The Games of My Childhood are Coming Back

Tuesday, December 8, 2015

The last two days have been very strange for me. Yesterday I learned that Double Fine will be making a remastered version of Full Throttle, my absolute favorite adventure game of all time and today I got the news that System Shock 3 is a real thing. I haven't played System Shock or System Shock 2 in a very long time, but I remember it as one of the first games to really unnerve and surprise me. These were two very influential games in my early days, so to have them return all of a sudden leaves me a bit flabbergasted.

Full Throttle wasn't the first LucasArts adventure game I played; that honor belongs to Day of the Tentacle (also getting a remastered edition, by the way). It was the first one that really stuck with me. While most other LucasArts games focused on zany humor and cartoonish adventures, Full Throttle was darker by far and featured a more adult atmosphere.

Ben, the protagonist, holding one of several weapons used to fight off rival bikers.
Playing as Ben, the leader of a biker gang called the Polecats, the player has to unravel a nasty corporate plot and exonerate himself and his gang from a crime they didn't commit. It was well paced, contained plenty of surprises and had incredible voice acting (including the marvelous Mark Hamill and Roy Conrad) and mixed high action into several puzzles in really interesting ways.

Full Throttle was Tim Schafer's first game as creative lead for LucasArts. Schafer. He and Double Fine Studios have already done a remastered version of Grim Fandango, another of Schafer's LucasArts games. We don't have a release date for Full Throttle yet, but the announcement today did say that it will feature new, fully repainted art as well as remastered music and sound. I was so excited, I put The Gone Jackal's Legacy on a loop for close to an hour.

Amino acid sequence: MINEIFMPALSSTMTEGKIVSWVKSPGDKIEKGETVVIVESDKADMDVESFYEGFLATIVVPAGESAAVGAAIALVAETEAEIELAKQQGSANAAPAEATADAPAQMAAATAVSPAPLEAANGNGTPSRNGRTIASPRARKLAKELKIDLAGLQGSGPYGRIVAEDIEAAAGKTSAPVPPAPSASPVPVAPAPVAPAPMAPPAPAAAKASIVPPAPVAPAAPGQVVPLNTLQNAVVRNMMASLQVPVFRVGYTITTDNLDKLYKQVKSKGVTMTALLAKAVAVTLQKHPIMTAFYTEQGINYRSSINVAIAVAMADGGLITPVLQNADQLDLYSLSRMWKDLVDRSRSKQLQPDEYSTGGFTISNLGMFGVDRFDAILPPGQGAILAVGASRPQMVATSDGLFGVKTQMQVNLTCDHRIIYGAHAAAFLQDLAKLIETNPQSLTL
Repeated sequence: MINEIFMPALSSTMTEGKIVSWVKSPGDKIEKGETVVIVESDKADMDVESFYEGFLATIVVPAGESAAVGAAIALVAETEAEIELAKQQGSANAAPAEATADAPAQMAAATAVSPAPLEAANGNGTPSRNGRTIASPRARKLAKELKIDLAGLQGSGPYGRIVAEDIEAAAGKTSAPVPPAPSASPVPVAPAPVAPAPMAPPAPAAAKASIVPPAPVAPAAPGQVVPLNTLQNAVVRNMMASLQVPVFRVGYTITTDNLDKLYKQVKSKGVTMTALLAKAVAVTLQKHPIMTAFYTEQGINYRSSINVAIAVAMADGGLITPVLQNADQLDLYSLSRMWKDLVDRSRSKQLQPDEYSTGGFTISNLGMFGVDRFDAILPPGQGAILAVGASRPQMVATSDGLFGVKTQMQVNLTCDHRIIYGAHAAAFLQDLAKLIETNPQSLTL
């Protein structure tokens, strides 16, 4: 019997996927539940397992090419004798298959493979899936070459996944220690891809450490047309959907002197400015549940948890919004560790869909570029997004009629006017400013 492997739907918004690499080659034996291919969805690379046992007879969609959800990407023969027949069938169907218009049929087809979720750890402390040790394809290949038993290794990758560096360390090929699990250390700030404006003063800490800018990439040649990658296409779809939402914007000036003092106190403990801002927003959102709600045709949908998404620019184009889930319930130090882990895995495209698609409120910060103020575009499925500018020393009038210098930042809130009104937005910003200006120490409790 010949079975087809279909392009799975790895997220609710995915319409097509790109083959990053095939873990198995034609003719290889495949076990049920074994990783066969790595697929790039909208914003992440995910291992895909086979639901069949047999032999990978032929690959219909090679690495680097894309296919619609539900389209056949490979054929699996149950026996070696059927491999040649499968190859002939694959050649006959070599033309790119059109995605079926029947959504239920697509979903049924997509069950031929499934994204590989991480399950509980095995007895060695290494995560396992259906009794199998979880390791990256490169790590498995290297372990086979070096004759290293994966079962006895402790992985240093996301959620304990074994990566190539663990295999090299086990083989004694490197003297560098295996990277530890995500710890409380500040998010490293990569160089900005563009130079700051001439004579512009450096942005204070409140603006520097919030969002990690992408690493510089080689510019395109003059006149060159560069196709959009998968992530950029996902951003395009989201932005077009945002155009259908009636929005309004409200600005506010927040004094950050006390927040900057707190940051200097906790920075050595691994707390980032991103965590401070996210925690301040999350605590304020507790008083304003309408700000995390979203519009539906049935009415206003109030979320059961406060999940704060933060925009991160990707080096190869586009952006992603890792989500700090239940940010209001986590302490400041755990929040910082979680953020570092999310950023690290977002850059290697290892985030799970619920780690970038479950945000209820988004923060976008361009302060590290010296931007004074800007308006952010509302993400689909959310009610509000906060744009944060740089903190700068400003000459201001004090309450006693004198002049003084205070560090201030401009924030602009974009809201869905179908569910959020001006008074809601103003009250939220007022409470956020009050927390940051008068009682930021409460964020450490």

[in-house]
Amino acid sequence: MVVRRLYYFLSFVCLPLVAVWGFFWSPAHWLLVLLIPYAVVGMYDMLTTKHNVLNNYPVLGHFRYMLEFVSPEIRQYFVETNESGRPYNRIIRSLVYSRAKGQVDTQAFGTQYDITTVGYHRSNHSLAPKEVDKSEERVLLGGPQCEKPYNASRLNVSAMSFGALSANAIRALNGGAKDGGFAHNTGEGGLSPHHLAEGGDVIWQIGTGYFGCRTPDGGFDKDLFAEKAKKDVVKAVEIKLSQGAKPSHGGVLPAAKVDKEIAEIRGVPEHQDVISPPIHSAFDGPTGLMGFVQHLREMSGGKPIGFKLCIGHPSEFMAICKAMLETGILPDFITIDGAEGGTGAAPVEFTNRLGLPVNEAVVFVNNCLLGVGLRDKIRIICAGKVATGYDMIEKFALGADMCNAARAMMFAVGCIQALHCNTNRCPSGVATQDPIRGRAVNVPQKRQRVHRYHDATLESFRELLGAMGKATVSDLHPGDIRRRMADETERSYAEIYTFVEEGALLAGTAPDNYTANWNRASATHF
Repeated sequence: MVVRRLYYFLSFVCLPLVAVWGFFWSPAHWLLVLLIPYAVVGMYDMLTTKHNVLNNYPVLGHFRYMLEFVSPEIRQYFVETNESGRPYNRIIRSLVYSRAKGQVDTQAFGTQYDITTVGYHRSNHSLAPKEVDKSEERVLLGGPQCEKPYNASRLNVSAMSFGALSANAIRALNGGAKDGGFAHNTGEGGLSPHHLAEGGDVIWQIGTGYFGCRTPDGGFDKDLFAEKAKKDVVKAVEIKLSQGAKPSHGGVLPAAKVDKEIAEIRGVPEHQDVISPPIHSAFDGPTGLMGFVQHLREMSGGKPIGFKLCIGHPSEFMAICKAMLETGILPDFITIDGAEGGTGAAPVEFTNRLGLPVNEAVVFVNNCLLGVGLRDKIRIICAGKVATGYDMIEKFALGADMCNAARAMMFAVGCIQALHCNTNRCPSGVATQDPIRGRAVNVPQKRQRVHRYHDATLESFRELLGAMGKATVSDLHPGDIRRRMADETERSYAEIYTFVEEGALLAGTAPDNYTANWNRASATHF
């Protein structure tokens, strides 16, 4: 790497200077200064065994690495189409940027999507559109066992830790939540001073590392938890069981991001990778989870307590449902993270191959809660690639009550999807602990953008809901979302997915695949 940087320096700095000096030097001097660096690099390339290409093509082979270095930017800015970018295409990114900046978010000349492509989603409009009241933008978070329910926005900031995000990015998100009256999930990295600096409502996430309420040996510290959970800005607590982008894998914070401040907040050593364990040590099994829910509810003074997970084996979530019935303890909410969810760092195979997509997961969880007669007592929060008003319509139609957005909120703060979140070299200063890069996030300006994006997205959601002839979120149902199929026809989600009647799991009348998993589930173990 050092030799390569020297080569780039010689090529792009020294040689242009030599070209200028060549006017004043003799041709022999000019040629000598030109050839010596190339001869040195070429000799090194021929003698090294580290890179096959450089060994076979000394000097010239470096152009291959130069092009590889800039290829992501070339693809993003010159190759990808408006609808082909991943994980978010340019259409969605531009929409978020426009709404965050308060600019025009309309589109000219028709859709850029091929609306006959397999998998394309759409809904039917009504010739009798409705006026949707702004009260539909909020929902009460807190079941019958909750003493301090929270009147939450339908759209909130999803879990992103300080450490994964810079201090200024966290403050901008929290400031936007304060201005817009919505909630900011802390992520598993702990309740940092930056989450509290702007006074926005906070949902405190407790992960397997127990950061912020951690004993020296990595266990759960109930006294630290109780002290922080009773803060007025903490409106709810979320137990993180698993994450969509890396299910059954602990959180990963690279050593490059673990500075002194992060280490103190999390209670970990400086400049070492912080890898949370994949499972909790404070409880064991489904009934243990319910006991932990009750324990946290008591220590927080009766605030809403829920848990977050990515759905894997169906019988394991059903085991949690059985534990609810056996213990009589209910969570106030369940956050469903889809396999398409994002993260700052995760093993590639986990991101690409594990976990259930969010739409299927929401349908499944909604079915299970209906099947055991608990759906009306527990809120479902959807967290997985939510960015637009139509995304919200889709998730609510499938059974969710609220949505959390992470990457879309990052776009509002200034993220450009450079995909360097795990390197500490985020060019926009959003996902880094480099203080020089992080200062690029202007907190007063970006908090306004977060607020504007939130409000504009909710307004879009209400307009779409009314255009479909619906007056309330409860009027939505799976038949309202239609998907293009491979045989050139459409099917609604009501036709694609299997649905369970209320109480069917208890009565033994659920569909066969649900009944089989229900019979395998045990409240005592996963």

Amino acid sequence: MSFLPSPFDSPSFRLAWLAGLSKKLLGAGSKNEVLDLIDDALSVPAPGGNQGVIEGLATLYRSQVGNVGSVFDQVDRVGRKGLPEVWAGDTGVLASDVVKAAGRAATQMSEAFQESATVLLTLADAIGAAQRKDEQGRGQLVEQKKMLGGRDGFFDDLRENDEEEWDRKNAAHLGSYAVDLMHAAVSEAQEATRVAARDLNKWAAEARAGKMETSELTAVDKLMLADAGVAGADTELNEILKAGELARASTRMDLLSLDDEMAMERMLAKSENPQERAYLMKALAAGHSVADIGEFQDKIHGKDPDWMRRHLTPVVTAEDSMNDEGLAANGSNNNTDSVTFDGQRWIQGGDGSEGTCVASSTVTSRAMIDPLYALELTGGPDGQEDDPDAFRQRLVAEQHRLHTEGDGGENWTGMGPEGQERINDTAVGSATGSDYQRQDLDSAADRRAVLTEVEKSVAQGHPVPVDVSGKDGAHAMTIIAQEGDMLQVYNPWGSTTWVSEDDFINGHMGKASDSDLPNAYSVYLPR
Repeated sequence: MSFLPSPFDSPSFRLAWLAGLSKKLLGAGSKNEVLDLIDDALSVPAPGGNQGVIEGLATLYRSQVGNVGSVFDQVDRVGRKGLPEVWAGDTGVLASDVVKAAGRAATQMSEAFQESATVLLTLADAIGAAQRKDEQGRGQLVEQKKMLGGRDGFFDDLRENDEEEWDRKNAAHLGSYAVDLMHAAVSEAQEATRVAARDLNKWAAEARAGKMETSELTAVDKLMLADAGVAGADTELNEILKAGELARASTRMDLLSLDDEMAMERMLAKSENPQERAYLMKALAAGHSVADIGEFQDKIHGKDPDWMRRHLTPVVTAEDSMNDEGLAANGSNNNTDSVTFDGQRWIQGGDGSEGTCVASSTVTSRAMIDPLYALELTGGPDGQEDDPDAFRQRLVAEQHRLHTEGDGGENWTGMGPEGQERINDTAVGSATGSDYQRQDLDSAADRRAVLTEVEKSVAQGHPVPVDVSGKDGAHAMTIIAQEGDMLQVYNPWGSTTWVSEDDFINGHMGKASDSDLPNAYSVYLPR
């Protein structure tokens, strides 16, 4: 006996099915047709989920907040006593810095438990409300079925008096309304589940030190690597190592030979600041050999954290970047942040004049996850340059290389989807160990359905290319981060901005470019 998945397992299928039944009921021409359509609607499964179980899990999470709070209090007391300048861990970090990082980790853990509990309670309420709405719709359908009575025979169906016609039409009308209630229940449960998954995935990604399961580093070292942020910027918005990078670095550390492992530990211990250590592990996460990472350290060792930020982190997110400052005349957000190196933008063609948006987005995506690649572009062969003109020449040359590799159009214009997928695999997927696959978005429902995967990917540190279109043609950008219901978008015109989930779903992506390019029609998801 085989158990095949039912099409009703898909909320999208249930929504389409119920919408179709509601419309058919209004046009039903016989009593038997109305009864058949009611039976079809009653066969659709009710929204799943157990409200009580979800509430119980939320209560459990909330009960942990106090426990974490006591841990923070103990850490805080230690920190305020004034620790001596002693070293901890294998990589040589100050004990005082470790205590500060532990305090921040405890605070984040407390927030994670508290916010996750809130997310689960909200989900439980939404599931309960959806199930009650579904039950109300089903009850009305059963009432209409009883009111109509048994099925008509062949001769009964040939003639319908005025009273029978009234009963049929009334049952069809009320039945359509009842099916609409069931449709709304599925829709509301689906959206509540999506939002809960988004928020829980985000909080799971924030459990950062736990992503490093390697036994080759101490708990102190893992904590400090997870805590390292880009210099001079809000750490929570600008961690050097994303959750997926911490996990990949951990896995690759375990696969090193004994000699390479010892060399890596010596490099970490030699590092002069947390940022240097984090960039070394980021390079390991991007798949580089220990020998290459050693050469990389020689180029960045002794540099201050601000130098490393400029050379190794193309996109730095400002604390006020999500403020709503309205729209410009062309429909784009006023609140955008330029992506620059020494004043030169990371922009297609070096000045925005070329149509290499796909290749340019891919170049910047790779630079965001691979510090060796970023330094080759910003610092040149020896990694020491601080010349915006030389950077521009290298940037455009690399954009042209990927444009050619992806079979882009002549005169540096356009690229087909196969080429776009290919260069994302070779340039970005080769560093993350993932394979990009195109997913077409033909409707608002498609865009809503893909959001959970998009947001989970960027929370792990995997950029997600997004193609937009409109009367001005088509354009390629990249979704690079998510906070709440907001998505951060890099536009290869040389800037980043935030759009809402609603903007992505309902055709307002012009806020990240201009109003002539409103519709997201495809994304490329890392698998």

Originally developed by Looking Glass Studios and produced by Warren Spector, System Shock reaches back quite a ways. Today, it is most often represented as the "father of Bioshock" but back in 1994 it was a groundbreaking RPG with FPS leanings. The story, involving an unnamed hacker (the player) working to shut down a rogue A.I. named SHODAN, was one of the first truly immersive experiences I had in a videogame. Had my parents known at the time how brutal and unsettling the game was, I don't think they would have let me purchase it. Luckily for me, the ESRB was still fairly new and my folks hadn't bothered to look in on my play time.

Gameplay from the original System Shock. A re-imagined version is
being made by Night Dive Studios
I knew enough at the time to be really freaked out by SHODAN's taunts, but it wasn't until I replayed the game in 1999 (on the heels of System Shock 2's release) that I fully understood the game for what it was. The writing was something far beyond what I had been accustomed to in most videogames at time. As the last living person onboard the station, the player met no NPCs, but instead revealed the story of the game through journals and emails scattered throughout the game. It is a series that has significantly influenced the way we play games today.

At the moment, few details exist about System Shock 3. All we have is a countdown page from Otherside, a development team that includes a number of ex Looking Glass devs. Though the countdown is set for December 13th, earlier today the announcement page showed the full title.

This is one hell of a way to start the week. It is difficult for me to convey the excitement I feel for these games. It's a bit like I'm being given an opportunity to relive a part of my childhood. I only hope that the years haven't rose-colored my perception of these games. While I'm confident that Full Throttle will be largely as I remember it, System Shock 3 leaves me a touch more apprehensive. With a remake or remastered game, I at least know the bones of the original are still good. An entirely new sequel is more of a wild card. I only hope that it is treated with the respect it deserves.